Northern Ireland

Weekly paper review: Paisley defence and pickpocket gang foiled

Mid Ulster Mail
bANBRIDGE cHRONICLE
The Impartial Reporter Image copyright The Impartial Reporter
Portadown Times
Londonderry and Roe Valley Sentinal Image copyright Sentinal

Heartless burglars, a defence of Ian Paisley and the foiling of a gang of holiday pickpockets appear in Northern Ireland's weekly papers.

In County Down, a Gilford mother has spoken of her pride after her 13-year-old son tackled pickpockets while they were on holiday in Bulgaria.

Joanne McAtamney tells the Banbridge Chronicle that she and her son, John-Jo Casey, were on a bus outside the Black Sea resort of Nessebar when the gang of female pickpockets struck.

One pushed Joanne to distract her, while another took a purse - containing the equivalent of £650 - from her belt bag.

Luckily, John-Jo had noticed the theft and pushed the woman, causing her to drop the purse.

He was then punched by two of the women and kicked by a third.

Image copyright Getty Images

However, the theft was foiled and the mother and son were able to enjoy the rest of their holiday - although they remained extremely cautious for the duration of it.

The paper also reports that South Down MLA Jim Wells is to complain to Ofcom, claiming he was "savaged" by presenter Piers Morgan while appearing on ITV's Good Morning Britain.

Mr Wells alleged he had been brought on to "deliberately denigrate everything that I stand for".

Responding on Twitter, Piers Morgan wrote: "Excellent!"

In the Ballymena Guardian, Ian Paisley Jr accused the BBC of trying to rewrite history over a Spotlight programme on the Troubles.

A former senior Army officer told the programme the MP's father, the late Ian Paisley Snr, "financed" a bombing by the Ulster Volunteer Force (UVF) in County Down in 1969.

However, writing in the Guardian the current North Antrim MP said the claim is nothing more than hearsay and that "other journalists who have seen the story have dismissed the evidence trail as so thin it's see-through".

The BBC has said it has complete confidence in the integrity of the programme.

Image copyright PAcemaker
Image caption Ian Paisley's reputation has been defended by his son

The paper also reports on the sentencing of a Ballymena man who had a Samurai sword "down his trousers" outside a McDonald's restaurant in the town.

The Portadown Times covers the story of a family "greatly upset" after money intended for a gravestone was stolen during a burglary.

The savings were taken after burglars ransacked the house on 5 September.

Sinn Féin councillor Paul Duffy said it was a "despicable act" and thanked neighbours who had "rallied round to help".

The paper also reports on "ambitious plans" by Armagh GAA to transform a local club.

It says plans to create an impressive £5m state-of-the-art training facility at St Malachy's Club in Portadown were endorsed at a county committee meeting earlier in September.

The Impartial Reporter leads with a moving tribute from an Enniskillen woman to her partner following his death from a brain tumour.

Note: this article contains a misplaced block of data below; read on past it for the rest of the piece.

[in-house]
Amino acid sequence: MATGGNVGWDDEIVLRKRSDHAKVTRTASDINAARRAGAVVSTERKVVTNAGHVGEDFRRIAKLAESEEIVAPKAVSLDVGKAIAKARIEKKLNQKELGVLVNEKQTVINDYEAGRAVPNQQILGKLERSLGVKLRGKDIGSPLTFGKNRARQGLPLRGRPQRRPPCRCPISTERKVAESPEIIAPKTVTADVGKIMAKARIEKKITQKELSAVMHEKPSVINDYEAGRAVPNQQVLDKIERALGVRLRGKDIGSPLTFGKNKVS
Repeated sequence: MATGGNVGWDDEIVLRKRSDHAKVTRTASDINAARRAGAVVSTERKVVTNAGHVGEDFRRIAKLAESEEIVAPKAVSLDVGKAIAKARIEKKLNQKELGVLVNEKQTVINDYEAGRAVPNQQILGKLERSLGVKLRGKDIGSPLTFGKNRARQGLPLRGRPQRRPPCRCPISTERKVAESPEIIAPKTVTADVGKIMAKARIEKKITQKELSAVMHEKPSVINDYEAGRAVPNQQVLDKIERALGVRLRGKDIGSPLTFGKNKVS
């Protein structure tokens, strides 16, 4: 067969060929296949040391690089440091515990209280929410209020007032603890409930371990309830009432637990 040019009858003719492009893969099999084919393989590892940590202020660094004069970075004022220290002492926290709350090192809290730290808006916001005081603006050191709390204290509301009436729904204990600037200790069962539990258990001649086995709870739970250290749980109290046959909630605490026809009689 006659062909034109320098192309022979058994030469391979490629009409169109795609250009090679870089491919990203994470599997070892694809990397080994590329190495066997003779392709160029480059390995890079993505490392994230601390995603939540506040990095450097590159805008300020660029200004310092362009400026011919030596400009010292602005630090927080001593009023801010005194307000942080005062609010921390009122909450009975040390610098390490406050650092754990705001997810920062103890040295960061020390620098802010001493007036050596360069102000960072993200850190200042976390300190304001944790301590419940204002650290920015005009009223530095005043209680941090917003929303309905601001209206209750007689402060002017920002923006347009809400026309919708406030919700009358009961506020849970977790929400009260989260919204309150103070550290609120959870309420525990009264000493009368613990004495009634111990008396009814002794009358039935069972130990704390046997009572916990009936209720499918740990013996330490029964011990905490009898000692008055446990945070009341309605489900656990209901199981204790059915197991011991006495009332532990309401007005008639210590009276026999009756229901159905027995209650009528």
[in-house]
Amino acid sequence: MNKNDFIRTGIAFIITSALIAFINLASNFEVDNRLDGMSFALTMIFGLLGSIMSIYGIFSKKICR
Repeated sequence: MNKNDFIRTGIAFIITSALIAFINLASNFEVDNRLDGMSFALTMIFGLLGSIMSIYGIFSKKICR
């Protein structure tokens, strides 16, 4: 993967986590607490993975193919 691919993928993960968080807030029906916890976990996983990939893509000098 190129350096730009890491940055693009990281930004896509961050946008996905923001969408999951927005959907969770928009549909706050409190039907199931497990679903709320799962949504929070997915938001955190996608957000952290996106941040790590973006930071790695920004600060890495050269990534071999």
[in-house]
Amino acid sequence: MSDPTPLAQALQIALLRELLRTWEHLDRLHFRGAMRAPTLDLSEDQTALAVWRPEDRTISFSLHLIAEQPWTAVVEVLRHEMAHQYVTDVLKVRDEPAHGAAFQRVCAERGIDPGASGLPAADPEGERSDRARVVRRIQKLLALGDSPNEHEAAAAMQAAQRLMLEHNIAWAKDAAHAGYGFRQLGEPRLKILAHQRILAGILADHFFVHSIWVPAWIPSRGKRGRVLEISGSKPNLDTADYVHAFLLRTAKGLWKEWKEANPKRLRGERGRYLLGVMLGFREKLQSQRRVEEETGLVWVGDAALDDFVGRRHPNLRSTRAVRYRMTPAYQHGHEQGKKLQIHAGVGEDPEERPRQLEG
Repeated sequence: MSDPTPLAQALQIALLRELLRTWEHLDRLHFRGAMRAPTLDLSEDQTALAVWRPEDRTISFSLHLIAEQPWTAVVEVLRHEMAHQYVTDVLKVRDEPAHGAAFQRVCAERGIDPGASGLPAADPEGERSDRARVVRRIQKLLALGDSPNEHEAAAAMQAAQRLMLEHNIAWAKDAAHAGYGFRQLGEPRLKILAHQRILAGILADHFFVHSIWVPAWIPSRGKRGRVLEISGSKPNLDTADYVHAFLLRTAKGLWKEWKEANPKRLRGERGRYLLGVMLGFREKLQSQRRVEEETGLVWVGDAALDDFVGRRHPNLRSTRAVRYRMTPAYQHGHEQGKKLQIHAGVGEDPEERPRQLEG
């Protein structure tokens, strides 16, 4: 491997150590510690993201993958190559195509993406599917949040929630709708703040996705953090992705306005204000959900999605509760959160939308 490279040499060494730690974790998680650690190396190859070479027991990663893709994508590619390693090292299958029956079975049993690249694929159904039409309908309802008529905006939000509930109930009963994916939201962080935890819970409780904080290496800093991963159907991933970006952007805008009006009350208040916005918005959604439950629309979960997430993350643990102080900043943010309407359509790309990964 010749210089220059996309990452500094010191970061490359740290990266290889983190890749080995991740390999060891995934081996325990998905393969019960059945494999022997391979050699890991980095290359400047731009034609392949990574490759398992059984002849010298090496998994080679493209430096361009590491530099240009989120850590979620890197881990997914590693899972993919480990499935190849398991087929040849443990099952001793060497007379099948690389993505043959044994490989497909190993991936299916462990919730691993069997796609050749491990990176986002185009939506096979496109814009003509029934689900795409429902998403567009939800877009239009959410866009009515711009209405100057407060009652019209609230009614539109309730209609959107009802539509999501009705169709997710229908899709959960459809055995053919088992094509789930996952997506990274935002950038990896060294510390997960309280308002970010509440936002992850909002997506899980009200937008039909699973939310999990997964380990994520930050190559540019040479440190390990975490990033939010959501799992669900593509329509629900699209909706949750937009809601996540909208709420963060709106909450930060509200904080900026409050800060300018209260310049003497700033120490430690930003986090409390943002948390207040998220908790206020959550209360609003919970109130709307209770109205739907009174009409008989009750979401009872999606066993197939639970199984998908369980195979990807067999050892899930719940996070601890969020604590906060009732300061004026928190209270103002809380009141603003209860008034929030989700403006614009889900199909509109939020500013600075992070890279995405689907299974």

"I loved him so very much," said Majella McCabe following the death of 44-year-old Jason Wilson.

"He was a lovely fella, everyone loved him. He was so charismatic and everyone wanted to be in his company."

Image copyright Ciara Colhoun

The paper said the untimely death of Mr Wilson, an avid country fan who was known in music circles, had devastated the community.

The Impartial Reporter also continues its investigation into allegations of historical child sexual abuse in Fermanagh.

It claims specialist officers are "now interviewing alleged victims every week".

The Londonderry Sentinel takes a look back at events in the north west during World War Two.

Specifically, it looks at a network of concrete pillboxes that stretched from Portstewart Strand to Magilligan and which aimed to protect Northern Ireland from German invasion.

The idea was that if the Germans landed on the north west coast, the landing force could be held up long enough for a larger defence force to arrive at the scene.

Image copyright Carrol Pierce/Geograph
Image caption Beaches such as Castlerock were seen as potential landing points for German invaders during World War Two

"After Dunkirk, a lot of heavy equipment had been lost, so they just built lots of concrete pillboxes along the coastline to act as what was called a coastal crust," heritage expert James O'Neill tells the paper.

This weekend, Mr O'Neill will lead a walking tour that will concentrate on the defence heritage of Castlerock.

The paper also features a call for businesses to embrace Derry's Halloween festivities.

Businessman Paul McCole says that with a bit of imagination, businesses can maximise the opportunities Halloween brings.

Image caption Business owners in Derry have been urged to embrace the opportunities presented by the city's Halloween festival

The Mid-Ulster Mail reports that a new £4.8m fire service training facility has finally opened in Desertcreat, County Tyrone.

It comes 19 years after a police and fire service development at the site was first announced.

Image caption An artist impression of the Desertcreat site

The plan for a police training area in Desertcreat was abandoned in 2004 after years of setbacks and spiralling costs.

Another opening featured in the paper is that of the new Coalisland Museum and Heritage Centre, which will tell the story of the area's industrial heritage as well as Coalisland Weaving Factory.